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Department of English Language and Literature


The following is a list of our most frequently asked questions. If you don't see your question, contact the graduate office at 803-777-5063.

According to the University's Graduate Bulletin:

The doctoral degree requires a minimum of 60 graduate credit hours, including 12-30 hours of dissertation preparation (899), beyond the baccalaureate degree OR a minimum of 30 graduate hours, including 12-30 hours of dissertation preparation (899), beyond the Master’s degree. [A Master’s entails at least 30 graduate credit hours including thesis hours].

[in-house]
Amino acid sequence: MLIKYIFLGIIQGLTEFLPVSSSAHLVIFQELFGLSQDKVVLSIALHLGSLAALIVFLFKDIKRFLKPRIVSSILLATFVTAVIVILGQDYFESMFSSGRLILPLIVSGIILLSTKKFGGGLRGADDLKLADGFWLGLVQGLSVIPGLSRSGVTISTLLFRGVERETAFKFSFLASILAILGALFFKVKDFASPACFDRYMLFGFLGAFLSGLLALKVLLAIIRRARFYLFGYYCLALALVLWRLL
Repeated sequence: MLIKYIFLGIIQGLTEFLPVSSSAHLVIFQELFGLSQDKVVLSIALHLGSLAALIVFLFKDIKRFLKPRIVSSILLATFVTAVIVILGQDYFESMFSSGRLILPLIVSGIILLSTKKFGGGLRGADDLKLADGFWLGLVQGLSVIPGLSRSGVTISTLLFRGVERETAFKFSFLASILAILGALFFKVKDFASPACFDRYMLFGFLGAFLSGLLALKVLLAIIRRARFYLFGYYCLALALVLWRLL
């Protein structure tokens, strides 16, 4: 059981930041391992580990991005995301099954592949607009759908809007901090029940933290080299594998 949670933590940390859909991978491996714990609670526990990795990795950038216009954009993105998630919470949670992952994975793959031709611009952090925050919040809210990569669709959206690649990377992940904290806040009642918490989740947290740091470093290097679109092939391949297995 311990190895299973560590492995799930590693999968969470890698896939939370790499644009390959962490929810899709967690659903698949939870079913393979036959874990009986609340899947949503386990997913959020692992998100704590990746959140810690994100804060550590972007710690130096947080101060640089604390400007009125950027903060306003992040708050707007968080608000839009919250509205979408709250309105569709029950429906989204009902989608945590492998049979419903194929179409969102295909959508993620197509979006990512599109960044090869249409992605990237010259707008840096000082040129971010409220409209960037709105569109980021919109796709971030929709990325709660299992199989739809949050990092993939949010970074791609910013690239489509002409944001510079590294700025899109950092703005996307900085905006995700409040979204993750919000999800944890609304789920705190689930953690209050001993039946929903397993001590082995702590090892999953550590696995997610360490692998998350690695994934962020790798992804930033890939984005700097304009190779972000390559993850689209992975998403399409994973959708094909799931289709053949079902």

Our 700-level survey courses are capped at 15 students; our 800-level seminars are capped at 12 students. Graduate classes often meet two days a week (either MW or TR for 75 minutes/meeting) during the daytime; graduate courses taught in the evening meet one night a week for 2.5 hours. Students still pursuing coursework are expected to accumulate 11-13 credit hours/term, which for GTAs includes courses taught. Each graduate course is 3 credit hours, with the exception of the pedagogy sequence, 691 (2 hours) and 692 (1 hour), required of all first-time GTAs. So, for example, if you're teaching one FYE course in the fall, then you would take three graduate courses in order to reach the desired 11-13 credit hours per term. Students may take fewer hours, for instance, while studying for comprehensive exams; in order to maintain funding, students must take at least 6 credit hours per term.